The economies of both industrialized and developing nations are currently based on fuels obtained from petroleum and other hydrocarbon reserves. Plant biotechnology can help the transition towards renewable sources and make energy extraction a more sustainable activity. In this work we demonstrated that ectopic overexpression of the rice SUB1A-1 gene in Arabidopsis confers phenotypes with desirable traits for bioethanol production (Fig. S4). SUB1A-1 maintained the starch conservation phenotype of LOQS under normal growth conditions, improving the amylolytic saccharification yield. Additionally, up-regulation of cell wall associated transcripts associated with cell wall loosening by SUB1A-1 improved cell walls deconstruction. Additional research focusing on balancing growth penalty and sugar content is needed to further optimize and implement a biotechnological strategy to improve biomass saccharification yield based on the promising SUB1A-1 mediated starch conservation and cell wall digestibility. With this information, we propose heterologous SUB1A-1 expression as a new alternative for plant biomass improvement as raw material for bioethanol production.
Glucose yield of OxSUB1A-L5 and Col-0 determined in an Accellerase-only digestion assay over 36 h
Glucose content was measured with glucose oxidase. 22-day-old plants. Values are means of two independent experimental replicates, each with n = 3 plants. Error bars are ±S.E.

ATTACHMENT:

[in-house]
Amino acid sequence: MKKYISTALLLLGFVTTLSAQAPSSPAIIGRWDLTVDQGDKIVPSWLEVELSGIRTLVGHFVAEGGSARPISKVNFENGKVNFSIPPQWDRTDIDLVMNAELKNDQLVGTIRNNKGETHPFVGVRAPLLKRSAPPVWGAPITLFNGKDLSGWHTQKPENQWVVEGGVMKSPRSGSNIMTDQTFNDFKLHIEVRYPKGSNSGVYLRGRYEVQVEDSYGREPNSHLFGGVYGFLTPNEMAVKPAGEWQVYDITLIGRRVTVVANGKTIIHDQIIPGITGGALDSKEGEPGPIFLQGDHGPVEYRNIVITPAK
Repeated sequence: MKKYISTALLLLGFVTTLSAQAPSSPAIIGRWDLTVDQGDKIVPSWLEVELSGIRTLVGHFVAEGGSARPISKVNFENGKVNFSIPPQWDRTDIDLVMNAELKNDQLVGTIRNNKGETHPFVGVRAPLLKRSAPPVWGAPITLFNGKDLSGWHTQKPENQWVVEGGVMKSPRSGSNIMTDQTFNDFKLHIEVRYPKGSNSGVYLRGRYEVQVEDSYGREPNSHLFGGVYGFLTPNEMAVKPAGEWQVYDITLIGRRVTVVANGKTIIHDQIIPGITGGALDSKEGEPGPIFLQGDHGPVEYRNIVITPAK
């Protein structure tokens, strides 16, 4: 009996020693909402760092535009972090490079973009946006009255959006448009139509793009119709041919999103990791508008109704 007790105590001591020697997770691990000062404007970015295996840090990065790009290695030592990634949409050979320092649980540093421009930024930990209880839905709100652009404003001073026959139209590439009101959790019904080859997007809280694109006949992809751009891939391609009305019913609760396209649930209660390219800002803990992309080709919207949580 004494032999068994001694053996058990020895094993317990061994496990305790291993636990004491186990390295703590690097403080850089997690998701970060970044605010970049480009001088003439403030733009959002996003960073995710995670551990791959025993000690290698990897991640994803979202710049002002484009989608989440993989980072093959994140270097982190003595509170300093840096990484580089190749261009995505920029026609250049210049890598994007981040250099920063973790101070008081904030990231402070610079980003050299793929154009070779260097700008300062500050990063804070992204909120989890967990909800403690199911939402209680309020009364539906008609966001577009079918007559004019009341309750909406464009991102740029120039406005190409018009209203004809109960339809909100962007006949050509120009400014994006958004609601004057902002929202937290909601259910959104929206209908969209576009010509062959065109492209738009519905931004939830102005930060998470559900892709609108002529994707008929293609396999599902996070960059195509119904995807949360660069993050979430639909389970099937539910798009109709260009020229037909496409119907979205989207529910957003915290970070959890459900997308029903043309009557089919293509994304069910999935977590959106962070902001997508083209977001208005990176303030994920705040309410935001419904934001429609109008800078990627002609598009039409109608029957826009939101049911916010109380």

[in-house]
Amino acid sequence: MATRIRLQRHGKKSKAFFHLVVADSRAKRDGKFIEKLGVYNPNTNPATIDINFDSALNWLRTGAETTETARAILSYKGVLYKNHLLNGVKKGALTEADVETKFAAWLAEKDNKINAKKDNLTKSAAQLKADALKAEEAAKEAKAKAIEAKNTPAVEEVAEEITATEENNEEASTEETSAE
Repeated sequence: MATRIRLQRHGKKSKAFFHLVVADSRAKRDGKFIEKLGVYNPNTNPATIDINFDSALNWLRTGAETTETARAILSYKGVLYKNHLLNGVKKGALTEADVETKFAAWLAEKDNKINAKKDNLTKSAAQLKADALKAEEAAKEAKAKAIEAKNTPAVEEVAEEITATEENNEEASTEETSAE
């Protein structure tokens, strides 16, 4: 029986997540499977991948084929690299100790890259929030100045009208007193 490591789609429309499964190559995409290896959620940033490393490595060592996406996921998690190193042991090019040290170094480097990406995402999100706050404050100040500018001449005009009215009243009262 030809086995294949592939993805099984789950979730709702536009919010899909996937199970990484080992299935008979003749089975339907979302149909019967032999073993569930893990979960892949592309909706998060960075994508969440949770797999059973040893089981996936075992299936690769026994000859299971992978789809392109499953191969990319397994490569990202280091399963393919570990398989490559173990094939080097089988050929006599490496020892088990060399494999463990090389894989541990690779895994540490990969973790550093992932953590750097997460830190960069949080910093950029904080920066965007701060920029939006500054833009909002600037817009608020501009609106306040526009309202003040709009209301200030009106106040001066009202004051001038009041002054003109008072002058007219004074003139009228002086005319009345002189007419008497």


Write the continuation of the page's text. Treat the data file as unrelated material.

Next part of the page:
Scanning electron microscope images of starch granules isolated by centrifugation from rosette leaves of 21-day-old Col-0
Black bar is 10 µm.
Dry weight measurements of Col-0 and representative lines of OxSUB1A and OxSUB1C transgenics
(A) Data of rosette tissue of 16 -day-old plants. (B) Data of above-ground tissue (rosette and cauline leaves, bolts and siliques). Different letters indicate significant difference with Col-0 on the same collection point (P < 0.05, Student’s t test). Values are means of n = 12 plants. Error bars are ±S.D.
Proposed model for improved saccharification phenotype of OxSUB1A-1 Arabidopsis
(A) Arabidopsis plants growing under normal conditions transit from juvenile to reproductive stage using the carbohydrates generated in photosynthesis as an energy resource for development of inflorescences and seeds. (B) OxSUB1A plants display flowering inhibition and starch conservation two characteristics of the rice LOQS response. The constitutive expression of these phenotypes under normal growth conditions leads to an improvement in amylolytic saccharification. (C) SUB1A-1 induces a set of cell wall associated proteins including expansin (AtEXP2) and glucan-1,3,-glucanase (BGL2) that act to weaken cell wall microfibrils and ease of access of external cellulolytic enzymes used for digestion of cellulose in biofuel production as compared to Col-0. CHO: soluble carbohydrates.
Polyphasic fluorescence rise (OJIP kinetics) of Col-0 and Arabidopsis 23-day-old plants ectopically expressing rice SUB1A-1 and SUB1C-1 genes
Values are means of two independent experimental replicates ±S.D., each with n = 5 plants.
Quantitative PCR of Col-0 and Arabidopsis 7-day-old seedlings ectopically expressing rice SUB1A-1
Values are means of two independent experiments with three technical replicates each ±S.E, n = 25 seedlings.
Expression values of cell wall genes significantly up regulated in 7-day-old complete seedlings of OxSUB1A-L5 when compared to Col-0
Grouped using GO and quantified by ATH1 microarray hybridization (Gene Expression Omnibus accession number GSE27669).